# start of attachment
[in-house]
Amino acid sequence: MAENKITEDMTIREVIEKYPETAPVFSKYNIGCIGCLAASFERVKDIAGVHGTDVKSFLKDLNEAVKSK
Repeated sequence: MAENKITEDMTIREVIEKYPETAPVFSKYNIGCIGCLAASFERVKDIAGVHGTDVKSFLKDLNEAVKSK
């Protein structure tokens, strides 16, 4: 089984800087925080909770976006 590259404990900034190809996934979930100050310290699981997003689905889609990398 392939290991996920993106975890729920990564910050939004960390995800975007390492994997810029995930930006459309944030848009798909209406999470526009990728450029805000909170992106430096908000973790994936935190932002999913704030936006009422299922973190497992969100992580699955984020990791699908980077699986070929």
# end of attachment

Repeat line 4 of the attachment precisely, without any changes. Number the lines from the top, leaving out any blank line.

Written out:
């Protein structure tokens, strides 16, 4: 089984800087925080909770976006 590259404990900034190809996934979930100050310290699981997003689905889609990398 392939290991996920993106975890729920990564910050939004960390995800975007390492994997810029995930930006459309944030848009798909209406999470526009990728450029805000909170992106430096908000973790994936935190932002999913704030936006009422299922973190497992969100992580699955984020990791699908980077699986070929």